Monday, 29 May 2017

Spring bank holiday

What beautiful weather we've been having, perfect growing conditions with long sunny days and dare I say it, a long wet day on Sunday! The rest of the week is looking fine so I'm hoping to see some growth on my brassicas. They've been shredded to skeletal remains by something! The first batch do seem to be recovering but their growth is definitely stunted and therefore I don't think brassicas are doing as well as last year. June will be the the deciding month. I think it's been colder this year earlier on too.

I've spent some great hours in the veg plot, greenhouse and polytunnel, though there's many more hours needed in them. The weather I spoke of is great for the weeds too!
The tomatoes and peas are looking good though again, I don't think we've as many peas as last year. Still time to sow some more of course and I have discovered just the spot for those.
Bush Tomatoes
Polytunnel peas
A while back I sowed some Purple Top Milan turnips in the polytunnel and they all went to seed, so I am guessing it's too warm for them.  The pigs had them for their supper last night.
 In order to net off the fruit bushes growing alongside the rhubarb, we needed to harvest some more rhubarb which was fine as it's had a rest since the last harvest.  Here's Grace stood with some of the harvest and the leaves which were almost as big as her.
 I tried to thin the carrots out a bit more and when I pulled this one out I nearly died of shock.  I've never been able to grow carrots before! 
On Sunday we all went for a lovely, long, family walk out.
 The dogs could smell something but we couldn't see anything.  Maybe a rabbit was just here.
We also netted the strawberries as they have shot up out of nowhere.
 As have the currants and gooseberries


Inspired, I then decided to have a wander round the veg plot taking snaps of how we're doing.
Rhubarb and currant area

Onions with catch crops in between

The start of direct sowings coming through with quick crops interspersed.  Chamomile is closest here, to make tea with.
 I started planting up the bean bed.  This bed had the trenches dug in it a few month ago, which were filled with veg peelings.  I need to do that at the end of this year so they rot down better next year, but they will still retain the moisture in the bed which is needed.  here we have runner beans with sweet peas in the middle, and nasturtiums at the front.  This bed isn't finished yet but only so many hours in the day.
 This is my pea and broad bean bed which I'm just not overly happy with.  I've put some borlotti's in the edge too to create an archway if they grow high enough, linked to the next bed.  I'm going to sow more peas, but this bed is the most disappointing this year so far.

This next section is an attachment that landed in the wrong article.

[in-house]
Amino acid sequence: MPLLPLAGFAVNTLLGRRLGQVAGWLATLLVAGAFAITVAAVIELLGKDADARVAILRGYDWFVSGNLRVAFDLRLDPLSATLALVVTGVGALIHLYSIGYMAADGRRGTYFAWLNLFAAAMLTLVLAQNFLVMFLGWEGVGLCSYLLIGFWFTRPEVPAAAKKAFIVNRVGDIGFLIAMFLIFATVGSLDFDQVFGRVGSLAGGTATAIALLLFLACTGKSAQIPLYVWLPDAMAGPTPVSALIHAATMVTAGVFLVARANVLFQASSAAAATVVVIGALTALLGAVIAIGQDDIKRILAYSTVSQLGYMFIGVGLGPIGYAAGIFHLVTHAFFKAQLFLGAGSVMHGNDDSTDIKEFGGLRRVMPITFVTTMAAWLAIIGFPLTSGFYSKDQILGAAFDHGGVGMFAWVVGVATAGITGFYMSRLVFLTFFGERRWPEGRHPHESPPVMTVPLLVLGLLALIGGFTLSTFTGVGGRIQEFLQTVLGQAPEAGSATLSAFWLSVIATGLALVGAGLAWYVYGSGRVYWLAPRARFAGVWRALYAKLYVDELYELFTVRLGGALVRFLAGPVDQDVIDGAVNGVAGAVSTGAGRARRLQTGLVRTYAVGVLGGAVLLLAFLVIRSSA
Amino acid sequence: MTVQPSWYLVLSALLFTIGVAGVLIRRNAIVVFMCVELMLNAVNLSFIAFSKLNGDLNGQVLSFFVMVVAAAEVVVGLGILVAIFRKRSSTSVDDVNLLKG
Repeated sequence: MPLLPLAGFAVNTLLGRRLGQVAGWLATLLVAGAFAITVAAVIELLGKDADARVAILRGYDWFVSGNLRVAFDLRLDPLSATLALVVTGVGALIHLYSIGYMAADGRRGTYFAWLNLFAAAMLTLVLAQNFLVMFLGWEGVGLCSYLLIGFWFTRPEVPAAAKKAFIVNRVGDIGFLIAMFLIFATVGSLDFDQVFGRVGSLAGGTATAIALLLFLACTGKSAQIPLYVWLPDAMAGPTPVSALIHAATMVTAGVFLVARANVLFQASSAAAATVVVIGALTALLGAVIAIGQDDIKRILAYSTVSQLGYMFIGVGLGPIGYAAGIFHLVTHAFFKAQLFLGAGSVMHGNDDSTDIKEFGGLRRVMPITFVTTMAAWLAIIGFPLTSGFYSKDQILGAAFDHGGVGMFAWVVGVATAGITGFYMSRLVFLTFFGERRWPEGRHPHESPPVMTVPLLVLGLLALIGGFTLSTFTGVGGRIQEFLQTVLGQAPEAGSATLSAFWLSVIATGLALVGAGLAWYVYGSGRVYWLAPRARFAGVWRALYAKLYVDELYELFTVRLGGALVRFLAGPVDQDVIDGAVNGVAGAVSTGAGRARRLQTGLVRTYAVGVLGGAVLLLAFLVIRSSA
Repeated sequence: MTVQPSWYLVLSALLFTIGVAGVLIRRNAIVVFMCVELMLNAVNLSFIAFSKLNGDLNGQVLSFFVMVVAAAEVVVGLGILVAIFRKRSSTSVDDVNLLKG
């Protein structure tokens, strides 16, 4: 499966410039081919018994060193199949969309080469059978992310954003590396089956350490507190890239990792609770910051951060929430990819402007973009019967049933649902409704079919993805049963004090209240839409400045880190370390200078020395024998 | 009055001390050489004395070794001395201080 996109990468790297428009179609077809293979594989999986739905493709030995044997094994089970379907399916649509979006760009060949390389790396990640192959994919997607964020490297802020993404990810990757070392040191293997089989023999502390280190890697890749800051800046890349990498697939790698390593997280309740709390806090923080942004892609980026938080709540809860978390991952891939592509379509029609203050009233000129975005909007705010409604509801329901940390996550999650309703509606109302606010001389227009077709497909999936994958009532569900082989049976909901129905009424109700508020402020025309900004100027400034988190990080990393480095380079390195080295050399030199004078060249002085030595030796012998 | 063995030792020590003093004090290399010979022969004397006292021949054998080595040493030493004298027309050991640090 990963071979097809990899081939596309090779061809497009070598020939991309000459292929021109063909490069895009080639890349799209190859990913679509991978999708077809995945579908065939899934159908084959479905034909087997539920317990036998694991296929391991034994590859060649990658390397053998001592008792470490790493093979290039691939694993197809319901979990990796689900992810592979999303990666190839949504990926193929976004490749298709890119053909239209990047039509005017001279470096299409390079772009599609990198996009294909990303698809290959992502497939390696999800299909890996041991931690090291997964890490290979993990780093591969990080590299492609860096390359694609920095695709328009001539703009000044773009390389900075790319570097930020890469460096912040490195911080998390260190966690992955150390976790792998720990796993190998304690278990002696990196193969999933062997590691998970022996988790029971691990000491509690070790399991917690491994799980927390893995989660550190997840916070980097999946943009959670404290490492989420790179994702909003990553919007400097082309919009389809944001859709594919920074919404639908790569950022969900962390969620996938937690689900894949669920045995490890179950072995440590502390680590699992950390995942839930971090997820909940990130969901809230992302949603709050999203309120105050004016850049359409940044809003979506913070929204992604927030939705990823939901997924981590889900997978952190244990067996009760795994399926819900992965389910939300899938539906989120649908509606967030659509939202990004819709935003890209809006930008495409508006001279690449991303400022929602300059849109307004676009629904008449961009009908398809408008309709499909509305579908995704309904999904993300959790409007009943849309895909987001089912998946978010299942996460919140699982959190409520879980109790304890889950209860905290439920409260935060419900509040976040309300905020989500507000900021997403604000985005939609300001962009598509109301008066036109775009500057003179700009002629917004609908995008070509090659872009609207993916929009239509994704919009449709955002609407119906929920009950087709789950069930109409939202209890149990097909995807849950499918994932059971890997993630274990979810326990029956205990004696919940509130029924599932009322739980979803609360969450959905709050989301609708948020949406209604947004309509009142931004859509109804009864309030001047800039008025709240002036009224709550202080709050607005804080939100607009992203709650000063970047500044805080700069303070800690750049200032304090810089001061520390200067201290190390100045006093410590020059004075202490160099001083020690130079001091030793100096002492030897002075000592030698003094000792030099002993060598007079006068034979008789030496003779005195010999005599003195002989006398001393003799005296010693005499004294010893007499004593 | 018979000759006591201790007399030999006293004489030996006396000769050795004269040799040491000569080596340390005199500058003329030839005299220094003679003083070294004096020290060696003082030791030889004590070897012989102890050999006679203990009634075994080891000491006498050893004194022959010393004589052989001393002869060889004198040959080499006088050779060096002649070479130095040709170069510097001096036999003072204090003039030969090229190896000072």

Here's the main crop potato bed which also has comfrey along the long side as I needed somewhere to put it.  Once it's in, it's in, so no going back now.
Comfrey
 This bed has the early potatoes at the top and the tomatoes I've just planted out in the bottom.  There's a lot of conflicting information about these 2 being planted together.  I've gone with the risky view as I've tonnes more tomatoes elsewhere, so if I lose them, I need to take it on the chin.  The early potatoes are due to come up any time now but they're a little behind due to the cold weather start again.
 Here we have my version of The Three Sisters which you can read about online.  It's a method for planting your squash, sweetcorn and beans/peas etc together.  I've got sunflowers in instead with my squash and sweetcorn.  We'll use the sunflowers for food for us and the chickens and also to sow as seeds again next year.
 A happy nasturtium flower which are also edible!  I've not tried one yet.



All in all we had a lovely family weekend together.  The kids are off for half term now and they are also off next week for 5 PD days as our school clumps them all together.  Ste and I have taken this week off too, so I hope to get lots sown, grown, harvested and made during this time off.


6 comments:

  1. I wish my rhubarb was like yours. Its been very dismal this year again I put it down to the drought and warm weather. Yes the rain Sunday night helped but nothing since! Your garden is looking lovely and edible!

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    1. Thank you Tania, would mulching the rhubarb maybe help? I'd give you a load of muck to do so if we were closer! Such a shame

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  2. Well, where do I start with the praise for your efforts? Sorry about your bitten brassicas, great looking pt peas already,onions look great, my red ones are really showing just now, don't know I'd be brave enough to put my toms outside but I'm sure you'll do great, are you as excited as me about harvesting your first spuds? Mine were not too good last year as I was too eager to pull them up before they were ready! Great family day out as well as all of this. Fab.xx

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    1. Aw thank you Lou as always, I hope the bitten stuff pulls through. Who knows re the tomatoes, but time will tell and it's always an experiment isn't it? I'm trying to wait with the spuds too as they say 10 weeks after planting but it's been that already and they've not flowered yet! xx

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  3. Its all looking great, I have a lot that stalled with the heat wave we had, migh hav to do some re-sowing

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    1. We're all at the mercy of the weather aren't we

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